Rock and roll in the nanotech bowl

Six years ago Cornell University researchers built the world’s smallest guitar. Now, they have designed one five times bigger that can be played by a laser beam!

Six years ago Cornell University researchers built the world’s smallest guitar – about the size of a red blood cell – to demonstrate the possibility of manufacturing miniature mechanical devices. Now, they have designed one five times bigger that can be played by a laser beam!

Lidija Sekaric, who built the new, playable nanoguitar while an Applied Physics graduate student at Cornell, described the project, along with other materials and device research in nanoelectromechanical systems (NEMS), at the 50th International Symposium and Exhibition of the American Vacuum Society, between November 2 and 7 in Baltimore, MD.

The ‘strings’ of the guitar are really silicon bars, 150 by 200 nanometres in cross-section that range from 6 to 12 micrometres in length. Since they actually vibrate at frequencies 17 octaves higher than those of a real guitar, no one can actually ‘hear’ the nanoguitar, but the Cornell researchers have detected the vibrations from the ‘strings’ and electronically scaled them down to audible tones.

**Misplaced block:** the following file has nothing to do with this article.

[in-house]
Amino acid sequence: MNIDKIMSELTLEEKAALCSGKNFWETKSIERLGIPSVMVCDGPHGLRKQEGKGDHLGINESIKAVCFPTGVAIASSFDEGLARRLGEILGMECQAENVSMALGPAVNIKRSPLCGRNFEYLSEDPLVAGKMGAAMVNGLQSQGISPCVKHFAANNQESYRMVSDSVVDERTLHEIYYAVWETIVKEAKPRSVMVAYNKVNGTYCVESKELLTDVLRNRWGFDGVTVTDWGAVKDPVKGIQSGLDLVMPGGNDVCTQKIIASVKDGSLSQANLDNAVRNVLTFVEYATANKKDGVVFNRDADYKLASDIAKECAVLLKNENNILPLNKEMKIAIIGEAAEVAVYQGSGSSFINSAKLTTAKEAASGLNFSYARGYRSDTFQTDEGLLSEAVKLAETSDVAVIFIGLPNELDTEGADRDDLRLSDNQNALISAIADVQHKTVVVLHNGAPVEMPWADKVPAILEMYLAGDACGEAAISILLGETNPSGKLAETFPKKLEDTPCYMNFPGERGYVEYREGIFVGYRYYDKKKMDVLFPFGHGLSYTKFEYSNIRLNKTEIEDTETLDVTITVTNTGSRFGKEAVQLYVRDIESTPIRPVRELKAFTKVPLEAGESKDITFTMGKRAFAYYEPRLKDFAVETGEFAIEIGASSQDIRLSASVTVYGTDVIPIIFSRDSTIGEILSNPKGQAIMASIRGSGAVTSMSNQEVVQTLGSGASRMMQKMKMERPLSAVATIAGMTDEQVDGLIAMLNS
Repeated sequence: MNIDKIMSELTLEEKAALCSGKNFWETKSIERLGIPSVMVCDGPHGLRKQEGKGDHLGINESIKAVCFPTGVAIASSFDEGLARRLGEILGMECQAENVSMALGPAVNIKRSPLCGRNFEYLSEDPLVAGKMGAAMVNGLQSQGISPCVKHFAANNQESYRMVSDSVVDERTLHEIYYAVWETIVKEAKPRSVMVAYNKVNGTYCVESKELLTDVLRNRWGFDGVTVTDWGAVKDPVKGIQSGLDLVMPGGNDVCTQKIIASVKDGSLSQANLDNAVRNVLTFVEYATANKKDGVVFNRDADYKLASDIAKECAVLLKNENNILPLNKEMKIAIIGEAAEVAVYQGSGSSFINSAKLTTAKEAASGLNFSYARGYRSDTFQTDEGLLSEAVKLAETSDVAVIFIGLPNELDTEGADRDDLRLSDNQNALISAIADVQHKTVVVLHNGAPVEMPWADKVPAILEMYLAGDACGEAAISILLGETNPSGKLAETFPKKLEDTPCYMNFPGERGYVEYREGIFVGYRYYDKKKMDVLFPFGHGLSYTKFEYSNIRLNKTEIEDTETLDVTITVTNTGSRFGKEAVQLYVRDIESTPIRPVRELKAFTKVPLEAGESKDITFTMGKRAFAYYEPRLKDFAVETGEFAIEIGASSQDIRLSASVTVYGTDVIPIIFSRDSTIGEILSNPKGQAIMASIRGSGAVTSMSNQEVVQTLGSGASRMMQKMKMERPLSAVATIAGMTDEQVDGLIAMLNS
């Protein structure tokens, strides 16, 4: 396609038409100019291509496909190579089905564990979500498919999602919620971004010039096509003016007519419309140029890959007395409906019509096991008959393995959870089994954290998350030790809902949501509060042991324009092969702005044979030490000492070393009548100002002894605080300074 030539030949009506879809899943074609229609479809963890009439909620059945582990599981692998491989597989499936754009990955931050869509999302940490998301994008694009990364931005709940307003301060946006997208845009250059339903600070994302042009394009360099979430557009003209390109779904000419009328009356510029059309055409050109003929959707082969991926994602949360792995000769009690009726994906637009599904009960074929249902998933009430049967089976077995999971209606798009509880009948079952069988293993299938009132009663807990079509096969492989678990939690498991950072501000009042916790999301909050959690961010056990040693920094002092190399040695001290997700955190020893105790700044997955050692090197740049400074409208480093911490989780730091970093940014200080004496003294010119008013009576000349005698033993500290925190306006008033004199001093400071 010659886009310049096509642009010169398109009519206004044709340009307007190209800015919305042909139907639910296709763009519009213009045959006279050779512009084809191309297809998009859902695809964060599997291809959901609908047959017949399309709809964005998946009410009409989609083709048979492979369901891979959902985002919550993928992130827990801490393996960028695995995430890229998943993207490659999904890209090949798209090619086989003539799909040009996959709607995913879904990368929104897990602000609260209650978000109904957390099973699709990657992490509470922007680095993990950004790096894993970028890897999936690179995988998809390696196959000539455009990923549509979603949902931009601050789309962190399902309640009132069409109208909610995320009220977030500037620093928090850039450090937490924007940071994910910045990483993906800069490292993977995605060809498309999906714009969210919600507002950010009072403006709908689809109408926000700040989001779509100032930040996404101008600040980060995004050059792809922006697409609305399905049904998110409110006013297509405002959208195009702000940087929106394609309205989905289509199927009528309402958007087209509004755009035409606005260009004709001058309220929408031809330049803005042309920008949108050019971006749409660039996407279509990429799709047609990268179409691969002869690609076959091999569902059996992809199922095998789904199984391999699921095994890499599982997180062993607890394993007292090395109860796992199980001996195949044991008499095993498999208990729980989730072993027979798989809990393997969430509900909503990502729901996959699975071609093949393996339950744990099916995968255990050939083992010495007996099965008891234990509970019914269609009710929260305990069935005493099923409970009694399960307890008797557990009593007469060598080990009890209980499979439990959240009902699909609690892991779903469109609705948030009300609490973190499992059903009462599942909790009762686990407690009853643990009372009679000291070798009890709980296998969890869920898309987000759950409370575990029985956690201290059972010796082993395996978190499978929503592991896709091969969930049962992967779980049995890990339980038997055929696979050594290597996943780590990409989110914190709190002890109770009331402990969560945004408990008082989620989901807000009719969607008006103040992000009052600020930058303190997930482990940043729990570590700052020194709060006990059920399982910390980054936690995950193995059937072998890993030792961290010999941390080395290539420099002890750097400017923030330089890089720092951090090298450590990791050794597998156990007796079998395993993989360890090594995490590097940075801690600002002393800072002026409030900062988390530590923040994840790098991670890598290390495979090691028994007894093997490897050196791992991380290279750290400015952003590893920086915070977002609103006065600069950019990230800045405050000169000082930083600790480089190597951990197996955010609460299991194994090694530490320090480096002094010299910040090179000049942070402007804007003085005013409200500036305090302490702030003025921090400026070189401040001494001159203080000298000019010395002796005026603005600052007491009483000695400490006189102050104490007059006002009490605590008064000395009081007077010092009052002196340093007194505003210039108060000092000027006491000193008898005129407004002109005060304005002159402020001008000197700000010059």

To make them vibrate, researchers ‘hit’ the strings with a focused laser beam. When the strings vibrate they create interference patterns in the light reflected back, which can be detected and then electronically converted down to audible notes. The device can play only simple tones, although chords can be played by activating more than one string at a time.

The ability to make miniature objects vibrate at very high frequencies offers many potential applications in electronics. Nanoscale objects can be made to vibrate at radio frequencies (up to hundreds of megaHertz) and so can be a substitute for other components in electronic circuits. Cell phones and other wireless devices, for example, usually use the oscillations of a quartz crystal to generate the carrier wave on which they transmit or to tune in an incoming signal. A tiny vibrating nanorod might do the same job in vastly less space, while drawing only milliwatts of power.

If you want to hear the ‘music’ from the Cornell guitar, click <a href=’http://www.news.cornell.edu/releases/Nov03/NEMSguitar.ws.html’>here</a> to go to the Cornell site. Jimmy Page eat your heart out.

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